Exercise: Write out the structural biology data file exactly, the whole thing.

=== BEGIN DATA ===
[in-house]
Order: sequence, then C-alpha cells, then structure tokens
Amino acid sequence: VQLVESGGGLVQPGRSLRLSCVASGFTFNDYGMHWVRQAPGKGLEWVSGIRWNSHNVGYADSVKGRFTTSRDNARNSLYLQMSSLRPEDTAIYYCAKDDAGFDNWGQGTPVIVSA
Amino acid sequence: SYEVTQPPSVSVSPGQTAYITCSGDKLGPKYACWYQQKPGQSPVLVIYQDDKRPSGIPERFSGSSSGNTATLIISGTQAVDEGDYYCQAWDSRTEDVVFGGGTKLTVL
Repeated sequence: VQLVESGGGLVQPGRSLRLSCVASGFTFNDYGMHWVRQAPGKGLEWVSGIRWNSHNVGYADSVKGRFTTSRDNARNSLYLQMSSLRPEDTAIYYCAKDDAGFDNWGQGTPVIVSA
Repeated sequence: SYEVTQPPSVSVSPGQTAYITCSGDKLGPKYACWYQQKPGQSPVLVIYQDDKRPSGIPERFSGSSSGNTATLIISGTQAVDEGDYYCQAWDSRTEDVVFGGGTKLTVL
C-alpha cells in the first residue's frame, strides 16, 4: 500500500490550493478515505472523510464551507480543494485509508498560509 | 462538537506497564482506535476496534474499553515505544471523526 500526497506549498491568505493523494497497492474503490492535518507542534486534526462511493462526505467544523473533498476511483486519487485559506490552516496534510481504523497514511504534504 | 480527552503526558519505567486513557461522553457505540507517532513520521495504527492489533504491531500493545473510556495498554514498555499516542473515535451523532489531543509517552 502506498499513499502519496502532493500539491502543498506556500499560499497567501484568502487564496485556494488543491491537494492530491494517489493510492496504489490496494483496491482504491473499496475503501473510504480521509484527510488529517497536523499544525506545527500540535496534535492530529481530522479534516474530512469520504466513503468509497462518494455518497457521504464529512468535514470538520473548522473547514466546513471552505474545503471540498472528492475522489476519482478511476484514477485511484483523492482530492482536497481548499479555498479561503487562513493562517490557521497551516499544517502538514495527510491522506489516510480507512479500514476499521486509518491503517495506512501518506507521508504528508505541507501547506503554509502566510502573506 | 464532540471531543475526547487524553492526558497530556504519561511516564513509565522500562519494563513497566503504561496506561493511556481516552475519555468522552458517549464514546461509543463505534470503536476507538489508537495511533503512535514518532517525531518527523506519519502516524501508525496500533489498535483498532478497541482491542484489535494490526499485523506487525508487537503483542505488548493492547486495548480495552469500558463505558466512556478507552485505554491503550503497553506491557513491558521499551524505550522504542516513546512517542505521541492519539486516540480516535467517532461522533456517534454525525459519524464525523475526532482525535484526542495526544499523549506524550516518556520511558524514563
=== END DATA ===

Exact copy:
[in-house]
Order: sequence, then C-alpha cells, then structure tokens
Amino acid sequence: VQLVESGGGLVQPGRSLRLSCVASGFTFNDYGMHWVRQAPGKGLEWVSGIRWNSHNVGYADSVKGRFTTSRDNARNSLYLQMSSLRPEDTAIYYCAKDDAGFDNWGQGTPVIVSA
Amino acid sequence: SYEVTQPPSVSVSPGQTAYITCSGDKLGPKYACWYQQKPGQSPVLVIYQDDKRPSGIPERFSGSSSGNTATLIISGTQAVDEGDYYCQAWDSRTEDVVFGGGTKLTVL
Repeated sequence: VQLVESGGGLVQPGRSLRLSCVASGFTFNDYGMHWVRQAPGKGLEWVSGIRWNSHNVGYADSVKGRFTTSRDNARNSLYLQMSSLRPEDTAIYYCAKDDAGFDNWGQGTPVIVSA
Repeated sequence: SYEVTQPPSVSVSPGQTAYITCSGDKLGPKYACWYQQKPGQSPVLVIYQDDKRPSGIPERFSGSSSGNTATLIISGTQAVDEGDYYCQAWDSRTEDVVFGGGTKLTVL
C-alpha cells in the first residue's frame, strides 16, 4: 500500500490550493478515505472523510464551507480543494485509508498560509 | 462538537506497564482506535476496534474499553515505544471523526 500526497506549498491568505493523494497497492474503490492535518507542534486534526462511493462526505467544523473533498476511483486519487485559506490552516496534510481504523497514511504534504 | 480527552503526558519505567486513557461522553457505540507517532513520521495504527492489533504491531500493545473510556495498554514498555499516542473515535451523532489531543509517552 502506498499513499502519496502532493500539491502543498506556500499560499497567501484568502487564496485556494488543491491537494492530491494517489493510492496504489490496494483496491482504491473499496475503501473510504480521509484527510488529517497536523499544525506545527500540535496534535492530529481530522479534516474530512469520504466513503468509497462518494455518497457521504464529512468535514470538520473548522473547514466546513471552505474545503471540498472528492475522489476519482478511476484514477485511484483523492482530492482536497481548499479555498479561503487562513493562517490557521497551516499544517502538514495527510491522506489516510480507512479500514476499521486509518491503517495506512501518506507521508504528508505541507501547506503554509502566510502573506 | 464532540471531543475526547487524553492526558497530556504519561511516564513509565522500562519494563513497566503504561496506561493511556481516552475519555468522552458517549464514546461509543463505534470503536476507538489508537495511533503512535514518532517525531518527523506519519502516524501508525496500533489498535483498532478497541482491542484489535494490526499485523506487525508487537503483542505488548493492547486495548480495552469500558463505558466512556478507552485505554491503550503497553506491557513491558521499551524505550522504542516513546512517542505521541492519539486516540480516535467517532461522533456517534454525525459519524464525523475526532482525535484526542495526544499523549506524550516518556520511558524514563